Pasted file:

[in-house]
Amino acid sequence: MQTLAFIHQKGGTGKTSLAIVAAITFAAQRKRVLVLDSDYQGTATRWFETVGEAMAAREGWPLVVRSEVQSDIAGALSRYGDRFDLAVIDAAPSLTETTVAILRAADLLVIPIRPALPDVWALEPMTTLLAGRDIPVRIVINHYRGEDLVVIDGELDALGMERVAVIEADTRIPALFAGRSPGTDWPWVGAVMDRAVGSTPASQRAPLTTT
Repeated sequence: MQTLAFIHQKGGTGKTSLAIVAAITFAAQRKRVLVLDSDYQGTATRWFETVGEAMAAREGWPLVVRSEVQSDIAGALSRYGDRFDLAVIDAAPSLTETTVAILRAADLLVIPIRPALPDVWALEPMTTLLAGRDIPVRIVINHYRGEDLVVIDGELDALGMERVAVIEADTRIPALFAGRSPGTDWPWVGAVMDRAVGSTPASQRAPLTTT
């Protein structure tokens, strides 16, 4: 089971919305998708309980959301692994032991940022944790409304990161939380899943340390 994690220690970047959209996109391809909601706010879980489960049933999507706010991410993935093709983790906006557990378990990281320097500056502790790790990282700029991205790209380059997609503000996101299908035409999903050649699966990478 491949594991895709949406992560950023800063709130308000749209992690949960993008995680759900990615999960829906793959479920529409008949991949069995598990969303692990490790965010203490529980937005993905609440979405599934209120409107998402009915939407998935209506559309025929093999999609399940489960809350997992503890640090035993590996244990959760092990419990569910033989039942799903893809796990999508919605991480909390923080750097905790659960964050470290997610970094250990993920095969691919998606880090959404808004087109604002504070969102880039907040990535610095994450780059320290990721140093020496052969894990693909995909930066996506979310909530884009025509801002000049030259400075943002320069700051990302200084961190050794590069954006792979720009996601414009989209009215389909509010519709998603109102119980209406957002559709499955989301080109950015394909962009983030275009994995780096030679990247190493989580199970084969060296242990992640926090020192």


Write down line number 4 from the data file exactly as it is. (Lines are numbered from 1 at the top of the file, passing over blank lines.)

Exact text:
């Protein structure tokens, strides 16, 4: 089971919305998708309980959301692994032991940022944790409304990161939380899943340390 994690220690970047959209996109391809909601706010879980489960049933999507706010991410993935093709983790906006557990378990990281320097500056502790790790990282700029991205790209380059997609503000996101299908035409999903050649699966990478 491949594991895709949406992560950023800063709130308000749209992690949960993008995680759900990615999960829906793959479920529409008949991949069995598990969303692990490790965010203490529980937005993905609440979405599934209120409107998402009915939407998935209506559309025929093999999609399940489960809350997992503890640090035993590996244990959760092990419990569910033989039942799903893809796990999508919605991480909390923080750097905790659960964050470290997610970094250990993920095969691919998606880090959404808004087109604002504070969102880039907040990535610095994450780059320290990721140093020496052969894990693909995909930066996506979310909530884009025509801002000049030259400075943002320069700051990302200084961190050794590069954006792979720009996601414009989209009215389909509010519709998603109102119980209406957002559709499955989301080109950015394909962009983030275009994995780096030679990247190493989580199970084969060296242990992640926090020192």